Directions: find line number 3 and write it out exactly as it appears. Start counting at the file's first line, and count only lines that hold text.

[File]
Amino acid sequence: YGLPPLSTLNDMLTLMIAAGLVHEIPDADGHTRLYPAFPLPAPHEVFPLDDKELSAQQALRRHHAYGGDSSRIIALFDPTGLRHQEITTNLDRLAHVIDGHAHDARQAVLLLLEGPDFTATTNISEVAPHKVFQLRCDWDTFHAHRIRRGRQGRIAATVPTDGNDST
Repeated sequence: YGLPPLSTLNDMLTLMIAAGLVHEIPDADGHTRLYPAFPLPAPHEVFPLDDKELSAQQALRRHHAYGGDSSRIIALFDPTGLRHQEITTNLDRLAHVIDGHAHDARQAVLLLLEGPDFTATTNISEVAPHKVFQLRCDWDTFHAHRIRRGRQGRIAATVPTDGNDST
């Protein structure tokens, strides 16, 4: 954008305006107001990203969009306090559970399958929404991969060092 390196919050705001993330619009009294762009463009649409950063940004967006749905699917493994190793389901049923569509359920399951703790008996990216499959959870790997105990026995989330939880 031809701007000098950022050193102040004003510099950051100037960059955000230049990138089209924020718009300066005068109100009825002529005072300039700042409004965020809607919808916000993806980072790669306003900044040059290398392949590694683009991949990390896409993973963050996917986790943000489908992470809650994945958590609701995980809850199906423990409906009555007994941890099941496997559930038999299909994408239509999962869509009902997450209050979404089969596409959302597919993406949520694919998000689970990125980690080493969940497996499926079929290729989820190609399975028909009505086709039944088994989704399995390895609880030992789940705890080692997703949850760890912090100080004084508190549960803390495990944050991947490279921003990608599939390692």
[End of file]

């Protein structure tokens, strides 16, 4: 954008305006107001990203969009306090559970399958929404991969060092 390196919050705001993330619009009294762009463009649409950063940004967006749905699917493994190793389901049923569509359920399951703790008996990216499959959870790997105990026995989330939880 031809701007000098950022050193102040004003510099950051100037960059955000230049990138089209924020718009300066005068109100009825002529005072300039700042409004965020809607919808916000993806980072790669306003900044040059290398392949590694683009991949990390896409993973963050996917986790943000489908992470809650994945958590609701995980809850199906423990409906009555007994941890099941496997559930038999299909994408239509999962869509009902997450209050979404089969596409959302597919993406949520694919998000689970990125980690080493969940497996499926079929290729989820190609399975028909009505086709039944088994989704399995390895609880030992789940705890080692997703949850760890912090100080004084508190549960803390495990944050991947490279921003990608599939390692």